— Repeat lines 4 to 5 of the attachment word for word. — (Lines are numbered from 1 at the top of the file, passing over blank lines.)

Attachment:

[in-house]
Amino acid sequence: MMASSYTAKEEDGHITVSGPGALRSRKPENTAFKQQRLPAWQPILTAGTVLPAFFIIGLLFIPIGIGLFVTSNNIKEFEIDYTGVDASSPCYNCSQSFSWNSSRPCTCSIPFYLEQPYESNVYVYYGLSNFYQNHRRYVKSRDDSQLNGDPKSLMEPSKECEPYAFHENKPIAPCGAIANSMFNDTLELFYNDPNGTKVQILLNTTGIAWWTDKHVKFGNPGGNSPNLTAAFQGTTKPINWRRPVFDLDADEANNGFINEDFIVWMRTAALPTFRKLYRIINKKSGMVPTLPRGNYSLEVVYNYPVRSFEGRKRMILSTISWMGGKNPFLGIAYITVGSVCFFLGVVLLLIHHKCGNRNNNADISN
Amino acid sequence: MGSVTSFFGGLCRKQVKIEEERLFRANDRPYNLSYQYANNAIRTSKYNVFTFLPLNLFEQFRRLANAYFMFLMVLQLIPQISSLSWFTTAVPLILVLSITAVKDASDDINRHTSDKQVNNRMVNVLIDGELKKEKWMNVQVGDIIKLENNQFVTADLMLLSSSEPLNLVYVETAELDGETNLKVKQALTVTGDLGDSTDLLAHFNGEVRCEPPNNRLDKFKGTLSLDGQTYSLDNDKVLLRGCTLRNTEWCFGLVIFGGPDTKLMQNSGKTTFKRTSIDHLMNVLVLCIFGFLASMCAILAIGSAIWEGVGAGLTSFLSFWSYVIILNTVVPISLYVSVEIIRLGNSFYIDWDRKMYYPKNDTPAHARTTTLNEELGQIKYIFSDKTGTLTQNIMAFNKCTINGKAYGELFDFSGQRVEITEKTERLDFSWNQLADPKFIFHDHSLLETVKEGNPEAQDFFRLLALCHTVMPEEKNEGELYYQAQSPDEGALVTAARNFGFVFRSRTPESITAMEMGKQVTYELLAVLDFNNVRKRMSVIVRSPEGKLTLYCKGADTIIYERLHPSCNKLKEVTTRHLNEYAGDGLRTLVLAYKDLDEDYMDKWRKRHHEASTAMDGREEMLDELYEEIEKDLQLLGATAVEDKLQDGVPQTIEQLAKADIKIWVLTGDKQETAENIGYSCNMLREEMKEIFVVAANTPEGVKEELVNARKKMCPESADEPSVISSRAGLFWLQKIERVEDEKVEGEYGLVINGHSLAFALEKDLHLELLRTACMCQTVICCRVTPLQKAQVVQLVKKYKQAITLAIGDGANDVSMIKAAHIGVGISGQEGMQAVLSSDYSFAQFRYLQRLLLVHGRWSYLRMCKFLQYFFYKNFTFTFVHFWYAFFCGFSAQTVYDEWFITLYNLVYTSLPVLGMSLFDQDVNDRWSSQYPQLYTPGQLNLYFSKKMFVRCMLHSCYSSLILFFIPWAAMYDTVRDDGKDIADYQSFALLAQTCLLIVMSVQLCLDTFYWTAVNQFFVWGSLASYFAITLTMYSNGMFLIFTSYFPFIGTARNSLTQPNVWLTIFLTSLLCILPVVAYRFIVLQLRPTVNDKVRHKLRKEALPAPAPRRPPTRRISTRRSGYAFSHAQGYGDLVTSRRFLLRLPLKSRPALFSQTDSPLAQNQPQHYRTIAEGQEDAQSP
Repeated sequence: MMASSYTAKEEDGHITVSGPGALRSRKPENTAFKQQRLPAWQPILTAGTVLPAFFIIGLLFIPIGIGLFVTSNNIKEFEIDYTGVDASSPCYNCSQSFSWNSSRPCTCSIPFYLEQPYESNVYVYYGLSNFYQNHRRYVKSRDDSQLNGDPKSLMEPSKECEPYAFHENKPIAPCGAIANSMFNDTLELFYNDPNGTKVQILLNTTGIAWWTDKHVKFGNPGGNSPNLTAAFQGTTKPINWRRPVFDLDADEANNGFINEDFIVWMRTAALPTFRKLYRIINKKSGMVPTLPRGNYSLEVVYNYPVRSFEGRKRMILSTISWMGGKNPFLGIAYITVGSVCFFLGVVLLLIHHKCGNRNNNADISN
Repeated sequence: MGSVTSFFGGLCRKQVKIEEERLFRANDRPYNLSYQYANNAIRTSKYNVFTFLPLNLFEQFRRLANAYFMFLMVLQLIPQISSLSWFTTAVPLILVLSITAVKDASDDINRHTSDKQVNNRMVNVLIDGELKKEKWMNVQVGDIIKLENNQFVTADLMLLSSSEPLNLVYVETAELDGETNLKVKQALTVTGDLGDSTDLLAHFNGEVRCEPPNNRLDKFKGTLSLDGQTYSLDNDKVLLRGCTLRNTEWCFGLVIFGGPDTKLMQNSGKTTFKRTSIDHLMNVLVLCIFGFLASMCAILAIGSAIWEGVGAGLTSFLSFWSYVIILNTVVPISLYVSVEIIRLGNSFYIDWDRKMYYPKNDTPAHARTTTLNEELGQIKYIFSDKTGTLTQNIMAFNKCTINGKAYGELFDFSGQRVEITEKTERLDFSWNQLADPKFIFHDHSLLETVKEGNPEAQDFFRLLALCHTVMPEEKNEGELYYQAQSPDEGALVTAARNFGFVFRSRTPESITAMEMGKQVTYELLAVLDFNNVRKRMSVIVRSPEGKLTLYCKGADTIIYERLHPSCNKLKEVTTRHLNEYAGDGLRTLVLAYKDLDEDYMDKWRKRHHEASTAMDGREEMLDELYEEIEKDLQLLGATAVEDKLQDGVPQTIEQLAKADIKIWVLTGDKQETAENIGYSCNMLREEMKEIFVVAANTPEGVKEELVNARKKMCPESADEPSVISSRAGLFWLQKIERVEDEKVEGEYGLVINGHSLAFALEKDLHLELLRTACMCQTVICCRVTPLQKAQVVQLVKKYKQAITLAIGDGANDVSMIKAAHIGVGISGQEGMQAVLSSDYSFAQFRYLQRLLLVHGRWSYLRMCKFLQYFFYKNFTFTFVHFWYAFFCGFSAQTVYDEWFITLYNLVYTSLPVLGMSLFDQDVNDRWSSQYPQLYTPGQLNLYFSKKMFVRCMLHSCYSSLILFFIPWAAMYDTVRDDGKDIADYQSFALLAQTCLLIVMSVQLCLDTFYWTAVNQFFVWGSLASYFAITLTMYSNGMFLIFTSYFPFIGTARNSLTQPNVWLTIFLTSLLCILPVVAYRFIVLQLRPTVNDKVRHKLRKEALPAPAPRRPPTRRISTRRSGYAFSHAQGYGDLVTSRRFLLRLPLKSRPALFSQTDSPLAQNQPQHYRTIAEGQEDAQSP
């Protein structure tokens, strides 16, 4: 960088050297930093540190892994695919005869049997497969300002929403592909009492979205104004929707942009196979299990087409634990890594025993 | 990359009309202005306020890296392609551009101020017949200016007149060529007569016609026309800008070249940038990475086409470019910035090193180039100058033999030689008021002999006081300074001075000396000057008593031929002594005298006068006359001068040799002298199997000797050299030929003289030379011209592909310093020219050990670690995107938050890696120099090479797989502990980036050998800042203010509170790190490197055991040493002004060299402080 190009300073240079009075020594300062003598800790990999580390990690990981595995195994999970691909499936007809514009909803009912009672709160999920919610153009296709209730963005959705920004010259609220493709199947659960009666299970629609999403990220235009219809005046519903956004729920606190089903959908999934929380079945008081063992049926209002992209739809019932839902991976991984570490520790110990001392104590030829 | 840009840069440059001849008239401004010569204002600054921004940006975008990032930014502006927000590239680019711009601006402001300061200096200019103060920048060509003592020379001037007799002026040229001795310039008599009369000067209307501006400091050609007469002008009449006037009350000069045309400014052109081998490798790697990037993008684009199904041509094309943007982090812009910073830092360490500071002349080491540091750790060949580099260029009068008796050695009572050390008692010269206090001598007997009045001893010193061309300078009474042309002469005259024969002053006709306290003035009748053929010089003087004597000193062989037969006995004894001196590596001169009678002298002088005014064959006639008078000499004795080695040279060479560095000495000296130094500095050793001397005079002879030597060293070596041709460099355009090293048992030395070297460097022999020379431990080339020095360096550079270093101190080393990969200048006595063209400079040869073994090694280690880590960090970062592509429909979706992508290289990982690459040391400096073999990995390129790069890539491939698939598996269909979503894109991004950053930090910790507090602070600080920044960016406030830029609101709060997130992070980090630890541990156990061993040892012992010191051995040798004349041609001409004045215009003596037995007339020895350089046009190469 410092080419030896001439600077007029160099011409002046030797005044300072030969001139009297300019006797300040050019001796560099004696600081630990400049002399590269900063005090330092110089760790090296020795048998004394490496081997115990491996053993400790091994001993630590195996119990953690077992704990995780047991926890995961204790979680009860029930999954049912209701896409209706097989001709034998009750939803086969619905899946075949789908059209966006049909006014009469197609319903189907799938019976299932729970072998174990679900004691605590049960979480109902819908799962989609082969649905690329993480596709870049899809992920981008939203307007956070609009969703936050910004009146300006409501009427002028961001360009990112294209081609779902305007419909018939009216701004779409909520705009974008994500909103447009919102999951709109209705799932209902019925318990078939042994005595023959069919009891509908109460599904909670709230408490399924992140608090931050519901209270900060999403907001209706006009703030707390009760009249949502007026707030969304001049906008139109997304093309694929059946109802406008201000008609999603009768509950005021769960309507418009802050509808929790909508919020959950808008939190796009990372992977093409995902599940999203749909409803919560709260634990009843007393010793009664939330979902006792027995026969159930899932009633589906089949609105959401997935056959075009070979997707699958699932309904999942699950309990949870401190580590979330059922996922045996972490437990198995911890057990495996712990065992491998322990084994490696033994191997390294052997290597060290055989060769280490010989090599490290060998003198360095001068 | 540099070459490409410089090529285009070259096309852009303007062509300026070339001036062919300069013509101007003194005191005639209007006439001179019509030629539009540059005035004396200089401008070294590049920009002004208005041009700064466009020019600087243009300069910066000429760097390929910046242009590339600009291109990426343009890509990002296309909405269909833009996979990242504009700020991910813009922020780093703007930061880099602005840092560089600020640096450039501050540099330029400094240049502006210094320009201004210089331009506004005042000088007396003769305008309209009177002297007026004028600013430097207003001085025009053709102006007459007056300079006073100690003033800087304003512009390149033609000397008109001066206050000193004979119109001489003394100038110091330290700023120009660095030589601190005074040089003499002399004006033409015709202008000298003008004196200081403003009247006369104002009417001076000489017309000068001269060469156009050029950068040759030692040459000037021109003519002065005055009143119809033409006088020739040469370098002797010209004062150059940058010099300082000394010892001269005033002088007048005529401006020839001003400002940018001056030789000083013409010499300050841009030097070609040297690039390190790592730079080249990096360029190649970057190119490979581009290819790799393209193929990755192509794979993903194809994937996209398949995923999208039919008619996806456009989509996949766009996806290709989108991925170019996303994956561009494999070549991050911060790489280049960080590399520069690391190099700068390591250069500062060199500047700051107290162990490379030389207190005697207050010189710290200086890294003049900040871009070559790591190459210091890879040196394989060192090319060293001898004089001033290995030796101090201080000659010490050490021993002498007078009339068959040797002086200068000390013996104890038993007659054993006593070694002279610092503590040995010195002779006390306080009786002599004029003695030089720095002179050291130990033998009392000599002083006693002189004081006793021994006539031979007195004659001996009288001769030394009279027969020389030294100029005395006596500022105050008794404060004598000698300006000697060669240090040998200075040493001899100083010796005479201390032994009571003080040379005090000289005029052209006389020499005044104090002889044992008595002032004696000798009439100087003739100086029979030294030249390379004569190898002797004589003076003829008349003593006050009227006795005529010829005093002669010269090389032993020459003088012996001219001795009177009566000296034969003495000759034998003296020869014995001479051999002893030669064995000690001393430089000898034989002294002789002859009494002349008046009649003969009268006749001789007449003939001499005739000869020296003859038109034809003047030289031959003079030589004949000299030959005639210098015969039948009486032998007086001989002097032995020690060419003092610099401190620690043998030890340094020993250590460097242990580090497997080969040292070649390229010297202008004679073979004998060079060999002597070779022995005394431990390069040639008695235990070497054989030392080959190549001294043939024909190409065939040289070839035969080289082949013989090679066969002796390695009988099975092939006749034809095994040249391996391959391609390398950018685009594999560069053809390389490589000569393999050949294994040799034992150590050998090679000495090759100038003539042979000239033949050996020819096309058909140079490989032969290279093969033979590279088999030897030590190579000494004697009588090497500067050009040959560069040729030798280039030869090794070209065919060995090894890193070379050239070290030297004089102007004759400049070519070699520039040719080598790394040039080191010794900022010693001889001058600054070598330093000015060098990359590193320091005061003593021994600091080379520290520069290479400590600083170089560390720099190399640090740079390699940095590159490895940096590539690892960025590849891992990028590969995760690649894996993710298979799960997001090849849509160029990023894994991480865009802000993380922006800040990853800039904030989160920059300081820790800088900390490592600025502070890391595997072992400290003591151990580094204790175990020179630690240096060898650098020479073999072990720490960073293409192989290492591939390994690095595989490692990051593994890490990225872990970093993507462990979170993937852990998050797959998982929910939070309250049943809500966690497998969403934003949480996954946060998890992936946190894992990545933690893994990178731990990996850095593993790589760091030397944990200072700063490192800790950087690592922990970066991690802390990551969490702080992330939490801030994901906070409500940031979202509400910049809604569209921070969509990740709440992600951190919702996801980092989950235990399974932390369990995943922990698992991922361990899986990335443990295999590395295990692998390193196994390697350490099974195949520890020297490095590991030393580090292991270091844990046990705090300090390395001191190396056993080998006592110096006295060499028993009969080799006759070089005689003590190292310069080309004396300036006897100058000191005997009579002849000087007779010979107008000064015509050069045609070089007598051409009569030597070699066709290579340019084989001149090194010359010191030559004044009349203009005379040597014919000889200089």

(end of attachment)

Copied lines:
Repeated sequence: MMASSYTAKEEDGHITVSGPGALRSRKPENTAFKQQRLPAWQPILTAGTVLPAFFIIGLLFIPIGIGLFVTSNNIKEFEIDYTGVDASSPCYNCSQSFSWNSSRPCTCSIPFYLEQPYESNVYVYYGLSNFYQNHRRYVKSRDDSQLNGDPKSLMEPSKECEPYAFHENKPIAPCGAIANSMFNDTLELFYNDPNGTKVQILLNTTGIAWWTDKHVKFGNPGGNSPNLTAAFQGTTKPINWRRPVFDLDADEANNGFINEDFIVWMRTAALPTFRKLYRIINKKSGMVPTLPRGNYSLEVVYNYPVRSFEGRKRMILSTISWMGGKNPFLGIAYITVGSVCFFLGVVLLLIHHKCGNRNNNADISN
Repeated sequence: MGSVTSFFGGLCRKQVKIEEERLFRANDRPYNLSYQYANNAIRTSKYNVFTFLPLNLFEQFRRLANAYFMFLMVLQLIPQISSLSWFTTAVPLILVLSITAVKDASDDINRHTSDKQVNNRMVNVLIDGELKKEKWMNVQVGDIIKLENNQFVTADLMLLSSSEPLNLVYVETAELDGETNLKVKQALTVTGDLGDSTDLLAHFNGEVRCEPPNNRLDKFKGTLSLDGQTYSLDNDKVLLRGCTLRNTEWCFGLVIFGGPDTKLMQNSGKTTFKRTSIDHLMNVLVLCIFGFLASMCAILAIGSAIWEGVGAGLTSFLSFWSYVIILNTVVPISLYVSVEIIRLGNSFYIDWDRKMYYPKNDTPAHARTTTLNEELGQIKYIFSDKTGTLTQNIMAFNKCTINGKAYGELFDFSGQRVEITEKTERLDFSWNQLADPKFIFHDHSLLETVKEGNPEAQDFFRLLALCHTVMPEEKNEGELYYQAQSPDEGALVTAARNFGFVFRSRTPESITAMEMGKQVTYELLAVLDFNNVRKRMSVIVRSPEGKLTLYCKGADTIIYERLHPSCNKLKEVTTRHLNEYAGDGLRTLVLAYKDLDEDYMDKWRKRHHEASTAMDGREEMLDELYEEIEKDLQLLGATAVEDKLQDGVPQTIEQLAKADIKIWVLTGDKQETAENIGYSCNMLREEMKEIFVVAANTPEGVKEELVNARKKMCPESADEPSVISSRAGLFWLQKIERVEDEKVEGEYGLVINGHSLAFALEKDLHLELLRTACMCQTVICCRVTPLQKAQVVQLVKKYKQAITLAIGDGANDVSMIKAAHIGVGISGQEGMQAVLSSDYSFAQFRYLQRLLLVHGRWSYLRMCKFLQYFFYKNFTFTFVHFWYAFFCGFSAQTVYDEWFITLYNLVYTSLPVLGMSLFDQDVNDRWSSQYPQLYTPGQLNLYFSKKMFVRCMLHSCYSSLILFFIPWAAMYDTVRDDGKDIADYQSFALLAQTCLLIVMSVQLCLDTFYWTAVNQFFVWGSLASYFAITLTMYSNGMFLIFTSYFPFIGTARNSLTQPNVWLTIFLTSLLCILPVVAYRFIVLQLRPTVNDKVRHKLRKEALPAPAPRRPPTRRISTRRSGYAFSHAQGYGDLVTSRRFLLRLPLKSRPALFSQTDSPLAQNQPQHYRTIAEGQEDAQSP